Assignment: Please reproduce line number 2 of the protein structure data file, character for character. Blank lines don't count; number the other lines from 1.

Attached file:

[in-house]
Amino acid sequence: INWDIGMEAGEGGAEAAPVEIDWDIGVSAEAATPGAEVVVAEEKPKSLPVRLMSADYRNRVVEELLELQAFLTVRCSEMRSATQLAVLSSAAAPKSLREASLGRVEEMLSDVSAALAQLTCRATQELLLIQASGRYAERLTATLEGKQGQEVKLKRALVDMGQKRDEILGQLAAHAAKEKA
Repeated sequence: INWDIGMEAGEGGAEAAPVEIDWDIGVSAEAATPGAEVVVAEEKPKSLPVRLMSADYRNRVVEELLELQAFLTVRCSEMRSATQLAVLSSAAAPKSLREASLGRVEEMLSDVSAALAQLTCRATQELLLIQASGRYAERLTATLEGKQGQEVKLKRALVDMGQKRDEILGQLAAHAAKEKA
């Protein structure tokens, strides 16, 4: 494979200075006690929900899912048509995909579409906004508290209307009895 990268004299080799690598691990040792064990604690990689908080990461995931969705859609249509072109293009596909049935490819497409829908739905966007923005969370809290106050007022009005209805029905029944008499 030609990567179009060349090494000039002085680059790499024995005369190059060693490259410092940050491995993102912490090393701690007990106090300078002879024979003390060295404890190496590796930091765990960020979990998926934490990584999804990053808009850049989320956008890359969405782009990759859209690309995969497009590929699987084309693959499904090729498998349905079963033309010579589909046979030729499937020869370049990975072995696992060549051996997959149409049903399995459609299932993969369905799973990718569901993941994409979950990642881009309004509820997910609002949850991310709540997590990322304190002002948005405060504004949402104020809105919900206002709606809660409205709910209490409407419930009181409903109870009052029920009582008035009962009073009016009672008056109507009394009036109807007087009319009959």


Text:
Amino acid sequence: INWDIGMEAGEGGAEAAPVEIDWDIGVSAEAATPGAEVVVAEEKPKSLPVRLMSADYRNRVVEELLELQAFLTVRCSEMRSATQLAVLSSAAAPKSLREASLGRVEEMLSDVSAALAQLTCRATQELLLIQASGRYAERLTATLEGKQGQEVKLKRALVDMGQKRDEILGQLAAHAAKEKA